Directed by Jim Podhoretz
With the successes of not only ESPN’s acclaimed and now Oscar winning 30 for 30 O.J.: Made in America, but also Netflix’s Making a Murderer, the long form documentary seems to be in vogue these days. It creates a larger canvas on which the filmmaker can detail their story and deliver their narrative. Having not seen Making a Murderer, I cannot comment on that film, but I found O.J.: Made in America to be a masterpiece in storytelling and filmmaking within the documentary format. With the 30 for 30 series, I have often found myself wanting more detail, longer runtimes to allow the filmmakers to further explore their stories, instead of merely scratching the surface. With their latest, Celtics/Lakers: Best of Enemies, ESPN has once again extended the run time, for better or for worse.
The NBA is a massively popular professional sport in the United States these days. The history of the game has not always been so booming. Without an exhaustive Ken Burns documentary to highlight the history of the game, suffice it to say that with the Celtics vs. Lakers rivalry, Magic Johnson vs. Larry Bird, Los Angeles vs. Boston, Black vs. White, which took place in the 1980s helped put professional basketball on the map. It made the game fun and exciting again at a time when the NBA was struggling, hoping to break through. Matching up three times in the NBA Finals in that decade, those series would help shape not just the legacy of the teams, but of the league and the players involved.
Presented in three parts, Celtics/Lakers: Best of Enemies gives us the history of the two teams up until the 80s, and then delves into the three epic matchups in great detail, attempting to add some social context into the narrative. Where this film falters is in its ambitions to follow in O.J.: Made in America‘s footsteps. That is a bold strategy, and one which does not quite work for the installment. As I mentioned, I have often wanted far more detail and in depth exploration of many of the topics for the past 30 for 30‘s. However, with Celtics/Lakers, director Jim Podhoretz appears to be forcing the issue. The depth is not all that interesting. Celtics/Lakers still appears to be mostly chronological game analyses with talking heads, the traditional tried and true formula for the series.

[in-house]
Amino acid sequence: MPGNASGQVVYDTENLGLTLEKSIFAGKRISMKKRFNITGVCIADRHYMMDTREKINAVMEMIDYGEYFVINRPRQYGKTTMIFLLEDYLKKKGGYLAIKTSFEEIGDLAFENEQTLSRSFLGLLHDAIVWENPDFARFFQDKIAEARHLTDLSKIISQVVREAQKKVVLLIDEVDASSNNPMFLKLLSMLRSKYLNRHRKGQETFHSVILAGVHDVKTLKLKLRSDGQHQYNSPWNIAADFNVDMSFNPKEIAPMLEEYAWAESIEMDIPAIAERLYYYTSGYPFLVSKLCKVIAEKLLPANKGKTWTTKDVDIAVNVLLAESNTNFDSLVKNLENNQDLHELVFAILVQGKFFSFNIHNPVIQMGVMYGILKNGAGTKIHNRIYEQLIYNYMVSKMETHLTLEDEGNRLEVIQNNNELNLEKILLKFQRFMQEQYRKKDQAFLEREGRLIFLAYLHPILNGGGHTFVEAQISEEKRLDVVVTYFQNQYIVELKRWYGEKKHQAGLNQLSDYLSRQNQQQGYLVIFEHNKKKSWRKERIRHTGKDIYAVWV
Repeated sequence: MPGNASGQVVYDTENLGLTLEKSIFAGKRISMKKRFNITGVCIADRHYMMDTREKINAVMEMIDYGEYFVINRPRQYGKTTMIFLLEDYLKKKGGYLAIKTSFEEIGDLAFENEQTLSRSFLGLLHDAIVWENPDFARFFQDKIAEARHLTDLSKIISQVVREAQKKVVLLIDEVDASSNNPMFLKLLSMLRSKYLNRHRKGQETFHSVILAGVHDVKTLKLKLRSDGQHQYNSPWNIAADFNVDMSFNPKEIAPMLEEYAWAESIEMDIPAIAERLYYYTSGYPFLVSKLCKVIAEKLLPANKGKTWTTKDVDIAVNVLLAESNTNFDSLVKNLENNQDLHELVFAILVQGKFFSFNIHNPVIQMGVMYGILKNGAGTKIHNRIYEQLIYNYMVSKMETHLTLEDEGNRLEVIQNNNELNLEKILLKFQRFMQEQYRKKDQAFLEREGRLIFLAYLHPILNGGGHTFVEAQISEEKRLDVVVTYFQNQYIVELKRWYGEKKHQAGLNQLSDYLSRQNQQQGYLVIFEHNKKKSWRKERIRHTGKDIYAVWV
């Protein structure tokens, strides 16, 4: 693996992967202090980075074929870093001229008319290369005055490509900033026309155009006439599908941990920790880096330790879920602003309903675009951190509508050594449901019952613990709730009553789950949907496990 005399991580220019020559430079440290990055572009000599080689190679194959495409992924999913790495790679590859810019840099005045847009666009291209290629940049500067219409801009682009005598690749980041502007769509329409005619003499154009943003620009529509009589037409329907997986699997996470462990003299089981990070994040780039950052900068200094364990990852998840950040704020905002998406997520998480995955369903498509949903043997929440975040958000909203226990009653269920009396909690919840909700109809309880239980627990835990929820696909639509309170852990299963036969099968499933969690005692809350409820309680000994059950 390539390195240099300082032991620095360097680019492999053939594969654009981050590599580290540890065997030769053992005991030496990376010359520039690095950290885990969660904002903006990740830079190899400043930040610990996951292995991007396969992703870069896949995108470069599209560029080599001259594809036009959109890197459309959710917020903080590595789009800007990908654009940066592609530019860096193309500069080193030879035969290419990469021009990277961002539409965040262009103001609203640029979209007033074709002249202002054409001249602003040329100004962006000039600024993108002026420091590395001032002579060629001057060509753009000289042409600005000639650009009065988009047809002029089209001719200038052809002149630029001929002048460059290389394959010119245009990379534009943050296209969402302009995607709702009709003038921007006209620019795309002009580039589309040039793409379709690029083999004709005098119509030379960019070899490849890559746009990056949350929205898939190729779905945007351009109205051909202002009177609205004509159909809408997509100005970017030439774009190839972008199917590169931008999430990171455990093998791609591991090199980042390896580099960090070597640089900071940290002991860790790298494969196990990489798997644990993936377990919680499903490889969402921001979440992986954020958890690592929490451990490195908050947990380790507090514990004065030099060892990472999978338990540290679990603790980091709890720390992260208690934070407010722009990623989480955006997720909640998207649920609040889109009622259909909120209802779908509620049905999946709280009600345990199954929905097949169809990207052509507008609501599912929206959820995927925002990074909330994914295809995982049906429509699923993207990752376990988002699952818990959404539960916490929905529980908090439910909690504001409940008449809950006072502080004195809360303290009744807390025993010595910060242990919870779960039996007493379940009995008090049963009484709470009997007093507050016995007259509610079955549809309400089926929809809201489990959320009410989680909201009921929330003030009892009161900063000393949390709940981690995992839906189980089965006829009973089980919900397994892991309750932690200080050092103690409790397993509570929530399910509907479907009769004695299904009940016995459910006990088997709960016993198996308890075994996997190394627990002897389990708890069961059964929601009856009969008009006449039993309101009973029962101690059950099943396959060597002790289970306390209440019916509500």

So extending the run time merely means more of it, not necessarily a greater quality, or a finer overarching theme. Issues of race and socio-economical status differences between the two cities, or even racial groups in general across the country are shoehorned in to bring about a false facade of social importance to the film which neither add anything the nature of the rivalry nor convince on any level. These asides are quickly forgotten and ultimately add very little to the experience, bloating the already 4+ hour runtime. It seems a little silly to even see that number written out. 4+ hours. It is certainly not a story that appears worthy of such an extended look.
However, the analyses of the rivalry from the various talking heads, along with the game footage and stories is well worth the price of admission for the right kind of fan. I am a mega sports fan, though I will admit I am less keen on the NBA when compared to some other sports, but Podhoretz and his team do a great job of exploring the rivalry and the moments that made it so special. For passionate NBA fans, Celtics/Lakers captures an important part of the game’s history. For those disinterested, there are a few human stories to capture your attention, but otherwise this is a film which fall squarely in the mold of past installments in the series. It’s just a little bit longer, again, for better or for worse.